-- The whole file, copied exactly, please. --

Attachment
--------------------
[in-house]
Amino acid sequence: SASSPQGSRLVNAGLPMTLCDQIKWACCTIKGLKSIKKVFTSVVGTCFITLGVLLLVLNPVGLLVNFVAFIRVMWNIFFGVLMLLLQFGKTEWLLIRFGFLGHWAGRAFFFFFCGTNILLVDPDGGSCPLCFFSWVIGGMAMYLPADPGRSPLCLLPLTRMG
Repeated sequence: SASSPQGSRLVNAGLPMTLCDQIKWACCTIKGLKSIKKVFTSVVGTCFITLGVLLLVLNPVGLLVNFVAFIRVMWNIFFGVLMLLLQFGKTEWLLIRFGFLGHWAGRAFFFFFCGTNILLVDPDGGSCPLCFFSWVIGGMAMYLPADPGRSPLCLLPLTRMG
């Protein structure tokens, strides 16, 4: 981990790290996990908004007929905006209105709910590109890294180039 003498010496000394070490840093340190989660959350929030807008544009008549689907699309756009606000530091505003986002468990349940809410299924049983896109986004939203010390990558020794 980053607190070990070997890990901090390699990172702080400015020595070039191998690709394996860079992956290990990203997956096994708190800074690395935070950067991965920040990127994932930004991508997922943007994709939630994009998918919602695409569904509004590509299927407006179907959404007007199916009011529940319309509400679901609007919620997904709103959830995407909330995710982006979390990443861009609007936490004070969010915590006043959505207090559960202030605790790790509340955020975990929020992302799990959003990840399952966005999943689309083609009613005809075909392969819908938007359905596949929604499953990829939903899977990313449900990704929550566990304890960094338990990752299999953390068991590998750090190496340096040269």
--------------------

[in-house]
Amino acid sequence: SASSPQGSRLVNAGLPMTLCDQIKWACCTIKGLKSIKKVFTSVVGTCFITLGVLLLVLNPVGLLVNFVAFIRVMWNIFFGVLMLLLQFGKTEWLLIRFGFLGHWAGRAFFFFFCGTNILLVDPDGGSCPLCFFSWVIGGMAMYLPADPGRSPLCLLPLTRMG
Repeated sequence: SASSPQGSRLVNAGLPMTLCDQIKWACCTIKGLKSIKKVFTSVVGTCFITLGVLLLVLNPVGLLVNFVAFIRVMWNIFFGVLMLLLQFGKTEWLLIRFGFLGHWAGRAFFFFFCGTNILLVDPDGGSCPLCFFSWVIGGMAMYLPADPGRSPLCLLPLTRMG
């Protein structure tokens, strides 16, 4: 981990790290996990908004007929905006209105709910590109890294180039 003498010496000394070490840093340190989660959350929030807008544009008549689907699309756009606000530091505003986002468990349940809410299924049983896109986004939203010390990558020794 980053607190070990070997890990901090390699990172702080400015020595070039191998690709394996860079992956290990990203997956096994708190800074690395935070950067991965920040990127994932930004991508997922943007994709939630994009998918919602695409569904509004590509299927407006179907959404007007199916009011529940319309509400679901609007919620997904709103959830995407909330995710982006979390990443861009609007936490004070969010915590006043959505207090559960202030605790790790509340955020975990929020992302799990959003990840399952966005999943689309083609009613005809075909392969819908938007359905596949929604499953990829939903899977990313449900990704929550566990304890960094338990990752299999953390068991590998750090190496340096040269």